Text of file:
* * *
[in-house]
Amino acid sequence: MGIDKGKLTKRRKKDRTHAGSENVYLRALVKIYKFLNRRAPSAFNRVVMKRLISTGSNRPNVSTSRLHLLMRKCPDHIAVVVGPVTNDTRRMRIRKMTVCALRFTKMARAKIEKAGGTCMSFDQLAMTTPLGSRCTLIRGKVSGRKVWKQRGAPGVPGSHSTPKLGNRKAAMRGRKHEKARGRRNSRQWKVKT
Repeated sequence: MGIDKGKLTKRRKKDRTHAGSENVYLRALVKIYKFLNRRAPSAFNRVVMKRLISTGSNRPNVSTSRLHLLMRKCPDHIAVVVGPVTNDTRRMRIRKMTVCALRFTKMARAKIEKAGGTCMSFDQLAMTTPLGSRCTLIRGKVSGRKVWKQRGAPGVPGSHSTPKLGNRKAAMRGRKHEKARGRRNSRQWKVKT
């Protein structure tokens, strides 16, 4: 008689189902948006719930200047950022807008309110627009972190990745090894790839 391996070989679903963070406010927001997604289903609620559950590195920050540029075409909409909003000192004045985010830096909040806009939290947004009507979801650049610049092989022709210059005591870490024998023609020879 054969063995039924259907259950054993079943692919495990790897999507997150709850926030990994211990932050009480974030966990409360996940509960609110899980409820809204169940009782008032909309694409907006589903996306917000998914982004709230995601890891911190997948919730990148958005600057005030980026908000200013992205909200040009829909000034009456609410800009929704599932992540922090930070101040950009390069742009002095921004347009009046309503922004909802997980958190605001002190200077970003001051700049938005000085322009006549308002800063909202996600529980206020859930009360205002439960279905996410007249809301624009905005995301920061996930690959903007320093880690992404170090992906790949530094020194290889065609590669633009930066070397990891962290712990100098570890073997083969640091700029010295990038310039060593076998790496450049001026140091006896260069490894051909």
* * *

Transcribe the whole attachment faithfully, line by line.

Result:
[in-house]
Amino acid sequence: MGIDKGKLTKRRKKDRTHAGSENVYLRALVKIYKFLNRRAPSAFNRVVMKRLISTGSNRPNVSTSRLHLLMRKCPDHIAVVVGPVTNDTRRMRIRKMTVCALRFTKMARAKIEKAGGTCMSFDQLAMTTPLGSRCTLIRGKVSGRKVWKQRGAPGVPGSHSTPKLGNRKAAMRGRKHEKARGRRNSRQWKVKT
Repeated sequence: MGIDKGKLTKRRKKDRTHAGSENVYLRALVKIYKFLNRRAPSAFNRVVMKRLISTGSNRPNVSTSRLHLLMRKCPDHIAVVVGPVTNDTRRMRIRKMTVCALRFTKMARAKIEKAGGTCMSFDQLAMTTPLGSRCTLIRGKVSGRKVWKQRGAPGVPGSHSTPKLGNRKAAMRGRKHEKARGRRNSRQWKVKT
């Protein structure tokens, strides 16, 4: 008689189902948006719930200047950022807008309110627009972190990745090894790839 391996070989679903963070406010927001997604289903609620559950590195920050540029075409909409909003000192004045985010830096909040806009939290947004009507979801650049610049092989022709210059005591870490024998023609020879 054969063995039924259907259950054993079943692919495990790897999507997150709850926030990994211990932050009480974030966990409360996940509960609110899980409820809204169940009782008032909309694409907006589903996306917000998914982004709230995601890891911190997948919730990148958005600057005030980026908000200013992205909200040009829909000034009456609410800009929704599932992540922090930070101040950009390069742009002095921004347009009046309503922004909802997980958190605001002190200077970003001051700049938005000085322009006549308002800063909202996600529980206020859930009360205002439960279905996410007249809301624009905005995301920061996930690959903007320093880690992404170090992906790949530094020194290889065609590669633009930066070397990891962290712990100098570890073997083969640091700029010295990038310039060593076998790496450049001026140091006896260069490894051909």